ANTI-DRUG MESSAGE SPREAD
Students, teachers and parents got a crash course in drug awareness at Glendale Middle School on Monday.
Former Calgary police officer and undercover narcotics agent Steve Walton gave a series of street-smart presentations throughout the day, including a seminar titled Street Drug Awareness: A Parental Approach to a group of 60 parents in the evening.
"The school is doing it right, making sure we're talking to the kids and the parents together," he said.
Typically, students receive lectures in drug awareness but it's not so often their parents are involved, too, according to both Walton and Glendale vice-principal Ted Hutchings, who first saw Walton speak while working at Eastview Middle School two years ago.
Bruce Buruma, director of community relations with Red Deer Public Schools, explained the presentations were part of an action plan for drug use among youth launched last September.
He said the schools realized the plan needed to include a number of different components, such as school presentations, teacher training, curriculum development, alternative approaches like the Wasted Angels theatre production, peer outreach programs like Changes and parental involvement.
"We know we need to try a variety of approaches because while the school jurisdiction has a responsibility, we also realize this is a community issue," Buruma said.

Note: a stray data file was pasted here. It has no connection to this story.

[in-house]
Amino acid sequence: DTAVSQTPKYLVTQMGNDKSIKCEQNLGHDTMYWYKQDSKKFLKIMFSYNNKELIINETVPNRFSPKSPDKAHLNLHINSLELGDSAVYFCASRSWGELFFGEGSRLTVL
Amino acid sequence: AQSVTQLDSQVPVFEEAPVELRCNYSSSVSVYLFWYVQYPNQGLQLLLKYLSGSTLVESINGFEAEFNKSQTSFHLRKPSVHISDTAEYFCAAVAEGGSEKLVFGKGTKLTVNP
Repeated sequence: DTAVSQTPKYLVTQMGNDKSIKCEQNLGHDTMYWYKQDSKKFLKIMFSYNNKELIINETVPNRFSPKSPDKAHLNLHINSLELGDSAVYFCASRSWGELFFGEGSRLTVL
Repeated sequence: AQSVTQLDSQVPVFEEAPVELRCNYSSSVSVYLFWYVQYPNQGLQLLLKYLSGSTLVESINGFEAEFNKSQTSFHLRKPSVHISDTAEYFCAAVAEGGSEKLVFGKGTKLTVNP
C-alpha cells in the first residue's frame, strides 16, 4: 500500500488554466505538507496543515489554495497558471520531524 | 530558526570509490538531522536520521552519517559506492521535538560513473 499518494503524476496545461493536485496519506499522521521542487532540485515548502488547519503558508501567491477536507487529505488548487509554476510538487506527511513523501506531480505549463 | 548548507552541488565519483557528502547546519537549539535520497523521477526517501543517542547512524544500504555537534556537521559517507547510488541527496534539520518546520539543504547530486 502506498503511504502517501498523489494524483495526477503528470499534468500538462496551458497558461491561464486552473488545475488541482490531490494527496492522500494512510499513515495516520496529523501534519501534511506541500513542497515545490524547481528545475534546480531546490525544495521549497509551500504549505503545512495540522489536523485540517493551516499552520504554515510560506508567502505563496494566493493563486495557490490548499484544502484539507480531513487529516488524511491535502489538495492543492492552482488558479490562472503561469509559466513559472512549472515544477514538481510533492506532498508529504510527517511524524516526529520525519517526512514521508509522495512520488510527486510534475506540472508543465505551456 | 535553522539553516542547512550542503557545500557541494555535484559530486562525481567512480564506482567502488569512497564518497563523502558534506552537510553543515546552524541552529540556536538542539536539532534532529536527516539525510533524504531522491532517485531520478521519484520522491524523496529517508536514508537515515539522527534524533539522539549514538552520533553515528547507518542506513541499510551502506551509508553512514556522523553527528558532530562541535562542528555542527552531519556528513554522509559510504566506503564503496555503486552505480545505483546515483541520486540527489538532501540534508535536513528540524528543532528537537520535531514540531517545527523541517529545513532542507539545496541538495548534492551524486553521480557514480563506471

Walton said it's never too early to begin educating children about recreational drugs. He described the 12-to-17 age group as particularly vulnerable. He said the biggest group of drug users is aged 18 to 24.
"Drugs have always been around, but their potency has changed in recent times," Hutchings said. "There's no doubt the economy is a factor and it plays into the fact that kids have more money and access."
Buruma wouldn't say drug use is such a serious problem in Red Deer schools but argued "anytime kids are using alcohol or drugs, it's a concern."
And Walton said Red Deer is no different from Calgary in the types of drugs available.
Hutchings said the success of the Red Deer plan would be measured not only in statistics but in anecdotal evidence aE" "when kids say they've heard the message and made a choice."
Walton received a good reaction from Glendale's 370 students on Monday afternoon after delivering a fact-laden presentation on the look, use and impact of some of the more popular street drugs: marijuana, ecstasy, crystal meth and crack cocaine among them.
The school's 40 staff members then attended a question-and-answer session to bring their own knowledge up to speed before parents arrived for the seminar.
Walton, who runs a consultancy called Get the Dope on Dope, covered topics ranging from how to recognize addictive behaviour to drug slang to current trends. Above all, he stressed the need for families to discuss drugs.
"If the kids don't have the education, they will try it," he said.